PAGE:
Pusha Ton speaks on whether or not G.O.O.D. Music feels competition with labels like MMG, how he feels about revising his work when collaborating with Kanye West & more.
During the interview, he talks on competition from the G.O.O.D. Music team with other crews, studio vibes, and revising his work when Kanye is present. Check out some excerpts below.
On competition with MMG:
"No. I don't think that G.O.O.D. Music ever considers any of the other labels that are out there. We like the music. We appreciate it. But at the end of the day I think it’s more competitive in-house. You've got guys like Sean, who's like running his little section. You've got guys like Common, who will just rap you out of house and home. You've got guys like myself who, you know… I get busy. You've got Kanye. You've got Cudi in his lane. It's more of a puzzle trying to get all those different characters and all those different forms or rap to mesh well on a record. [To even] find the right record. Ye's got to go through his whole production line process before it's perfect. That’s really what we consider in the studio."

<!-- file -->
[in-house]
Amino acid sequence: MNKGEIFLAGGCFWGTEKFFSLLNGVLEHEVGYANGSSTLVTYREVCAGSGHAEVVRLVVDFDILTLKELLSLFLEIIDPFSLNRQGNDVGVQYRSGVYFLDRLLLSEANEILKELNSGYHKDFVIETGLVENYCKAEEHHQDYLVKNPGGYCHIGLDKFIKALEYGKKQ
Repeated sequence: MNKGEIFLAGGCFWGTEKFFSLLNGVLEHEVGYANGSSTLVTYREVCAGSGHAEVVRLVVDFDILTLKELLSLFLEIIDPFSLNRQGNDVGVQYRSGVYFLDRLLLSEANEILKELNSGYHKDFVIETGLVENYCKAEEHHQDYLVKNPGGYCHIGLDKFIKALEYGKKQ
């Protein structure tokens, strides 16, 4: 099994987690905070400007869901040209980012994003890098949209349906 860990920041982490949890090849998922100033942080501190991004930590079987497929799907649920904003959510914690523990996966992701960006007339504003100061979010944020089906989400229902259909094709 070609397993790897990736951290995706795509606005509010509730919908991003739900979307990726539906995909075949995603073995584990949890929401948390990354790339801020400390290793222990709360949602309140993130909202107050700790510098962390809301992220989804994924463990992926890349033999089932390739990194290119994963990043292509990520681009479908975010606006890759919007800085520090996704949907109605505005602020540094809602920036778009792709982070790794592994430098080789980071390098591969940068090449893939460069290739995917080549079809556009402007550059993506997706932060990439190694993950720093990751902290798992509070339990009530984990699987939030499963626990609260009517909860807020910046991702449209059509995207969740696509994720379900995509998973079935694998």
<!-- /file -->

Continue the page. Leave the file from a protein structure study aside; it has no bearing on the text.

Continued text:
On Kanye asking him to revise his work when they collaborate:
"As far as revisions go and revising your verse when you're dealing with G.O.O.D. Music, it happens to all of us. I have never rewritten more verses in my life than right now. Being signed to G.O.O.D. it just comes with the territory, man. These guys are perfectionists. I write verses and already think they're perfect. At the end of the day, ‘Ye will come through and be like, “Ah, no. We can do better or we can edit that out.” He's really taught me in a sense of what he's looking for now, so now I sort of got it down to a science so I don't got to revisit it so much. But it's not beyond any of us. We revise stuff all the time.
"It's not humbling because you have to look at who's telling you to revise your verse. I never look at revision or any type of criticism as humbling when it’s coming from a 90-time Grammy winner. You've got to listen to somebody. Music is still a learning experience for me. I came into the game under super producers; I deal with super producers a lot, whether it be Pharrell, whether it be Kanye, whether it be The-Dream. You have to listen to somebody. Me specifically, I have to. I'm a rapper. "